Longer life spans especially in the US have contributed to the need for better health care. With the increase of population of those ages 85 and above (expected to compose 20 percent of the population by 2040), it is also inevitable that they will be at risk for various health conditions such as cognition loss, dehydration, fractures, falls, and attention deficits.
According to a recent study entitled “Salt Appetite across Generations”, a decreased sense of thirst among seniors poses an increased risk for dehydration. The proponents (from the University of Haifa) also reiterated that the yearning for salt does not lessen with age and that such could be utilized to aid in sustaining hydration as well as avoid dehydration’s dangerous symptoms.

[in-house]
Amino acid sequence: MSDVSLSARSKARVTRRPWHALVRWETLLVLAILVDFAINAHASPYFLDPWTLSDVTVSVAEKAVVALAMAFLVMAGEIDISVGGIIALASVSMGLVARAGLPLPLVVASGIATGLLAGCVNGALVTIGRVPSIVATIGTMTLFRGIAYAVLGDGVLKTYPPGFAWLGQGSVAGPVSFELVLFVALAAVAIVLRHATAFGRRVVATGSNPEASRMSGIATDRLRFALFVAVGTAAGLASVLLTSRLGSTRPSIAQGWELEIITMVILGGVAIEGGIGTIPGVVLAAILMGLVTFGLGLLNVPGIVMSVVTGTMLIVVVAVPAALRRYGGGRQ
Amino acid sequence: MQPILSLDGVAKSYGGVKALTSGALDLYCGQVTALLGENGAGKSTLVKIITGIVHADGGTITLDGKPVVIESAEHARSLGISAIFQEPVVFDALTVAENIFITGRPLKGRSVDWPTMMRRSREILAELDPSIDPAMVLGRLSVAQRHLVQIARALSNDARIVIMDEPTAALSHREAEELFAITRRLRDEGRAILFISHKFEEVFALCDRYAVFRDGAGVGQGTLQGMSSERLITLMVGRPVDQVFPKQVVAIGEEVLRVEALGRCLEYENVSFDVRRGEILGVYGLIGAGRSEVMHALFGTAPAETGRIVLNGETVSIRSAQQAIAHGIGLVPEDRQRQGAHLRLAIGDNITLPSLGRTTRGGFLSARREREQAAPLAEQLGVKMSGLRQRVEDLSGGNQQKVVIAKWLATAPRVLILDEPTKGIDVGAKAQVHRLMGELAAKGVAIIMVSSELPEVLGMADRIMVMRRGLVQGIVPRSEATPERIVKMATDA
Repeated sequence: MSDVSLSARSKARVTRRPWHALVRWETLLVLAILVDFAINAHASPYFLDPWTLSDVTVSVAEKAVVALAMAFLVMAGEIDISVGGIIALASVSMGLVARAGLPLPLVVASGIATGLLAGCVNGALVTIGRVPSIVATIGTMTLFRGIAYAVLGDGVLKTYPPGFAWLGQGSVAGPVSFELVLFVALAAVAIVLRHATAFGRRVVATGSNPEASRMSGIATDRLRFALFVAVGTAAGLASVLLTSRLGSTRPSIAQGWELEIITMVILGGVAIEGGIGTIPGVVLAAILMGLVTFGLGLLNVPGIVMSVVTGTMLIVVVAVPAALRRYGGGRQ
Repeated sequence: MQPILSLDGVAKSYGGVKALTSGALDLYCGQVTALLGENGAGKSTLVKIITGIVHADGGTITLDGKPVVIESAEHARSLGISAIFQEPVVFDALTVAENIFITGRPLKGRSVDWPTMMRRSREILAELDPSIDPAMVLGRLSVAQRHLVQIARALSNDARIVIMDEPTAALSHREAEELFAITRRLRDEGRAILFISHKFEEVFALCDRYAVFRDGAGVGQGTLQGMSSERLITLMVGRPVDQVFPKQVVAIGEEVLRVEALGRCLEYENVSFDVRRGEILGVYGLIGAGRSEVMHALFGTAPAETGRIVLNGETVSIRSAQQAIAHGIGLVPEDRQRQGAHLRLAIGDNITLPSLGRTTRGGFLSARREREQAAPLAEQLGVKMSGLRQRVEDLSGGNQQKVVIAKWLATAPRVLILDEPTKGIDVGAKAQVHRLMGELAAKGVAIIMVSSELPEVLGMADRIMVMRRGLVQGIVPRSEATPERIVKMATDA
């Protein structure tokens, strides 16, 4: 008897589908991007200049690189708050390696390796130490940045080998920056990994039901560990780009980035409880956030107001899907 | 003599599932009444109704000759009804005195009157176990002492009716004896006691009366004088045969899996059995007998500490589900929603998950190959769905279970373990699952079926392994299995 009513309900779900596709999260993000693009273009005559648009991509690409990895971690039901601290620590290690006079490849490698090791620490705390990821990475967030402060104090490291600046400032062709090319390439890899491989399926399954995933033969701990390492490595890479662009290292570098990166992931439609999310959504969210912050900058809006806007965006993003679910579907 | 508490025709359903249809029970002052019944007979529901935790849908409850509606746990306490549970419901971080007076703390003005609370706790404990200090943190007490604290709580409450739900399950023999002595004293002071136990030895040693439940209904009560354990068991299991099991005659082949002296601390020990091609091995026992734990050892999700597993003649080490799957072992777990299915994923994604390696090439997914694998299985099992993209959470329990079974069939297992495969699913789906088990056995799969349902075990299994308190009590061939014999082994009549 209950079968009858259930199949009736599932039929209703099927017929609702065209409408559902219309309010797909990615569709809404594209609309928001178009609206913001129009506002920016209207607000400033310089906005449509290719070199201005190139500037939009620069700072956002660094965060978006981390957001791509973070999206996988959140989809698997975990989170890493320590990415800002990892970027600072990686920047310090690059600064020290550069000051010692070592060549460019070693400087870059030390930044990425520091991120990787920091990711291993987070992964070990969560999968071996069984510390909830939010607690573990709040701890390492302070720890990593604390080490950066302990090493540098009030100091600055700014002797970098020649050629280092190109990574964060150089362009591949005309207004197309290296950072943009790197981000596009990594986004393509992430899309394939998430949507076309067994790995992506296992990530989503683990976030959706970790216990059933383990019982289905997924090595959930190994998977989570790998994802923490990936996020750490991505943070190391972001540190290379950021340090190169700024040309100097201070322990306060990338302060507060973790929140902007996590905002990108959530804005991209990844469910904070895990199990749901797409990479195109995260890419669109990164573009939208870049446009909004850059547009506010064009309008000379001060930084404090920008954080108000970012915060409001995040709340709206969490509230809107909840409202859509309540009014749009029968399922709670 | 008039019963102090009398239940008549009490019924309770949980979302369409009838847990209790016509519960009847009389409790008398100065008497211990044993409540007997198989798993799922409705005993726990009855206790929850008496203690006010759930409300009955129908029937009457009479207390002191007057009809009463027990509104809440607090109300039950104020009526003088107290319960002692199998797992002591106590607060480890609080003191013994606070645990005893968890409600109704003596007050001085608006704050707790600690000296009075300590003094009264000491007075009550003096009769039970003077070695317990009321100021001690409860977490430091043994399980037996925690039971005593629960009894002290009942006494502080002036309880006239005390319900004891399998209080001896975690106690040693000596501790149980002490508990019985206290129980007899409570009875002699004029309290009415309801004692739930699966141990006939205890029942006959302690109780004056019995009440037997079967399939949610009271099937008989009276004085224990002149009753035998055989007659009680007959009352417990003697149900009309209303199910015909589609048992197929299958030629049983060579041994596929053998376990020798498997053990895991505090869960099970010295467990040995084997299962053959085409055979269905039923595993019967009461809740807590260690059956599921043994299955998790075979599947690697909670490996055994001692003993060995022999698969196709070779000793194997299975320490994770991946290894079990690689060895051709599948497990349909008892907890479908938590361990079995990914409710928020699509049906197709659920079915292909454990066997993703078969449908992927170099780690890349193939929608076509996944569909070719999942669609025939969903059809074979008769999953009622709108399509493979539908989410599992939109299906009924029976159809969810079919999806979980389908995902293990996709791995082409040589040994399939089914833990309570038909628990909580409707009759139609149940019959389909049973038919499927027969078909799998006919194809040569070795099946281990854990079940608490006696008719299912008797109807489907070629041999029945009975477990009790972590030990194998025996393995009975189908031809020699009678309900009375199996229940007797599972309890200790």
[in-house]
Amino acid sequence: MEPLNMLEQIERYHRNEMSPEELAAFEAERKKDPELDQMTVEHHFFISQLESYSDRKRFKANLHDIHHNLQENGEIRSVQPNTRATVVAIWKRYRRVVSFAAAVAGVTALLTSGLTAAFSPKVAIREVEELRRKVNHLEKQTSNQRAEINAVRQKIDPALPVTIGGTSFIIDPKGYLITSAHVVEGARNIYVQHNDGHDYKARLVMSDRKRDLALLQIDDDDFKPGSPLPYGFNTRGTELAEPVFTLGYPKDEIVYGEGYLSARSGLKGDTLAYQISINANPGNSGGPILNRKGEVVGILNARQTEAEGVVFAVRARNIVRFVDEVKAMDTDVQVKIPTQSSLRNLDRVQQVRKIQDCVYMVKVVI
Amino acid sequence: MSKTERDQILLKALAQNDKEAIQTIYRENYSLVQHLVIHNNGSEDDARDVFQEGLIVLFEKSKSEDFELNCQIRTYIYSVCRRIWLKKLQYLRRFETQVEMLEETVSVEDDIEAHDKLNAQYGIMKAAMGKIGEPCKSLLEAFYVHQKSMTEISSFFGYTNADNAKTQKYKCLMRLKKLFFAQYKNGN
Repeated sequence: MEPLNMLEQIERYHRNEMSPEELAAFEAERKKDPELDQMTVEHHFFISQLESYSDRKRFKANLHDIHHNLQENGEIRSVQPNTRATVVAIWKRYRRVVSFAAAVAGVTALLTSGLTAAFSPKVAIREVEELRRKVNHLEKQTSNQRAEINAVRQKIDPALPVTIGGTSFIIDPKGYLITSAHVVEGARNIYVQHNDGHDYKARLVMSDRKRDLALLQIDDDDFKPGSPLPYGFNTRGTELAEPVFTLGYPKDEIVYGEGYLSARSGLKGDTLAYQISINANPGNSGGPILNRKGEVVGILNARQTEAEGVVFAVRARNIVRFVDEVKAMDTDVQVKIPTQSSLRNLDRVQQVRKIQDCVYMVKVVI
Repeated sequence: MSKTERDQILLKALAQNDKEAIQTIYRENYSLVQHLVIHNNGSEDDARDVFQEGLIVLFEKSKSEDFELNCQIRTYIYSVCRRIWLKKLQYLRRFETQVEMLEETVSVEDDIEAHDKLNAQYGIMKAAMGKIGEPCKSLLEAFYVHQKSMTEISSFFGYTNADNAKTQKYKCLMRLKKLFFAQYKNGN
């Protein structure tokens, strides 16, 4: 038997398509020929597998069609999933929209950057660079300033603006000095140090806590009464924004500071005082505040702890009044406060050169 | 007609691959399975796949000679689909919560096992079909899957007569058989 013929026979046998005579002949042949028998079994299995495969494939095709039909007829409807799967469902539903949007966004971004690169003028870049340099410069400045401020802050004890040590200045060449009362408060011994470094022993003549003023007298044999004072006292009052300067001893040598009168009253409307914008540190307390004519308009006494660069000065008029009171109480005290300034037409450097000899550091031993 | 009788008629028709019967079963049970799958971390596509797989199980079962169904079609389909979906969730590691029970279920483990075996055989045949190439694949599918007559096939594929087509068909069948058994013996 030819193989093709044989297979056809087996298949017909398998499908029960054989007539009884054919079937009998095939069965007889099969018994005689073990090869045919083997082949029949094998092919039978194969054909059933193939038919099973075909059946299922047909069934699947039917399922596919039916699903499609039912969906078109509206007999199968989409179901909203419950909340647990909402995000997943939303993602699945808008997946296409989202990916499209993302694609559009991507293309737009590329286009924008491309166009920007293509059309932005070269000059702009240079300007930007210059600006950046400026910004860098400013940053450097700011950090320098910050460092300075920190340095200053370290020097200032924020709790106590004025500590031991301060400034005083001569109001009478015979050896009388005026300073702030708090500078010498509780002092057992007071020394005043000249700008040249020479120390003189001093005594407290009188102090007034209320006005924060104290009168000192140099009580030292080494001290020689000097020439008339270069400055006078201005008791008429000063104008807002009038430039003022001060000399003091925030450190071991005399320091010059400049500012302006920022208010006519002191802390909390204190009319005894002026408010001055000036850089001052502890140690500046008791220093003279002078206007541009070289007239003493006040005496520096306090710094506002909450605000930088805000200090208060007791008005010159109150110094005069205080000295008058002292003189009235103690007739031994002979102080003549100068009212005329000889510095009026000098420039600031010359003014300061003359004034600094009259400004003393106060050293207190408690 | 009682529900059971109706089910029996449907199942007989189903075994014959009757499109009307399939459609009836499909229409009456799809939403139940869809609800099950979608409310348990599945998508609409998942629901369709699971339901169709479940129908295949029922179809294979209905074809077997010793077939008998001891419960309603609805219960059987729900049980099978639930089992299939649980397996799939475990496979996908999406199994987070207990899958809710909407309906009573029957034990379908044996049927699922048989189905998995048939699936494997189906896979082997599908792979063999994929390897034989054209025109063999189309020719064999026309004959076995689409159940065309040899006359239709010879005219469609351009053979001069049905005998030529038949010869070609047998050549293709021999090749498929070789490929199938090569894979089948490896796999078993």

Meanwhile, another study, this time from the American Journal of Hypertension, pointed the risks to longevity and cardiovascular health of ingesting less than one or more than three teaspoons of salt.
Those who suffer from mild hyponatremia (low salt diet) are at risk for attention deficits, walking impairment, and more risks for falls. Several studies have also found that low salt intake is related with bone fractures and unsteadiness.
With this, it is a must that home care services providers and other health care givers be aware of their patients’ diet. Likewise, families, friends and loved ones of these seniors would benefit from having a proactive take on their elderly loved ones’ nutrition.